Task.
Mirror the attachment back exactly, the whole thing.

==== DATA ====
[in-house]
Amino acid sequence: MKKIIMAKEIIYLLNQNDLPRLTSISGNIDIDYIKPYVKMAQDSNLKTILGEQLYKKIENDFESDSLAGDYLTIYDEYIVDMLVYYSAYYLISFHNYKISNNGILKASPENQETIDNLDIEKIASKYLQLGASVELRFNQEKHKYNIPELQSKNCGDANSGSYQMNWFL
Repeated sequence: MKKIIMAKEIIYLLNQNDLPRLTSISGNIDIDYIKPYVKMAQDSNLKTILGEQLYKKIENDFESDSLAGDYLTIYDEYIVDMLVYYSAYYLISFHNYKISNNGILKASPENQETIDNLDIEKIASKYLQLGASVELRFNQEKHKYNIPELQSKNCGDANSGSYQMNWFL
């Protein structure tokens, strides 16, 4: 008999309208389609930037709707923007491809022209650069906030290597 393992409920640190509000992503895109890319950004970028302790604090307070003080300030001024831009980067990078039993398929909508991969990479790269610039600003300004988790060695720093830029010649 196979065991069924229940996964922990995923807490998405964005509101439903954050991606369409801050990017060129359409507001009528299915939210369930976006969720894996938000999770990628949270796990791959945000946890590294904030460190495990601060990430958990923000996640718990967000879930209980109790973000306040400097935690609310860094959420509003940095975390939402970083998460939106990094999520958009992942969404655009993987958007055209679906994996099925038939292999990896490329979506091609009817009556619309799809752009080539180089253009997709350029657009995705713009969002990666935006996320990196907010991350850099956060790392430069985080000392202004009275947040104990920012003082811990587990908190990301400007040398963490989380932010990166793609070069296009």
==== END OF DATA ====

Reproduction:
[in-house]
Amino acid sequence: MKKIIMAKEIIYLLNQNDLPRLTSISGNIDIDYIKPYVKMAQDSNLKTILGEQLYKKIENDFESDSLAGDYLTIYDEYIVDMLVYYSAYYLISFHNYKISNNGILKASPENQETIDNLDIEKIASKYLQLGASVELRFNQEKHKYNIPELQSKNCGDANSGSYQMNWFL
Repeated sequence: MKKIIMAKEIIYLLNQNDLPRLTSISGNIDIDYIKPYVKMAQDSNLKTILGEQLYKKIENDFESDSLAGDYLTIYDEYIVDMLVYYSAYYLISFHNYKISNNGILKASPENQETIDNLDIEKIASKYLQLGASVELRFNQEKHKYNIPELQSKNCGDANSGSYQMNWFL
């Protein structure tokens, strides 16, 4: 008999309208389609930037709707923007491809022209650069906030290597 393992409920640190509000992503895109890319950004970028302790604090307070003080300030001024831009980067990078039993398929909508991969990479790269610039600003300004988790060695720093830029010649 196979065991069924229940996964922990995923807490998405964005509101439903954050991606369409801050990017060129359409507001009528299915939210369930976006969720894996938000999770990628949270796990791959945000946890590294904030460190495990601060990430958990923000996640718990967000879930209980109790973000306040400097935690609310860094959420509003940095975390939402970083998460939106990094999520958009992942969404655009993987958007055209679906994996099925038939292999990896490329979506091609009817009556619309799809752009080539180089253009997709350029657009995705713009969002990666935006996320990196907010991350850099956060790392430069985080000392202004009275947040104990920012003082811990587990908190990301400007040398963490989380932010990166793609070069296009």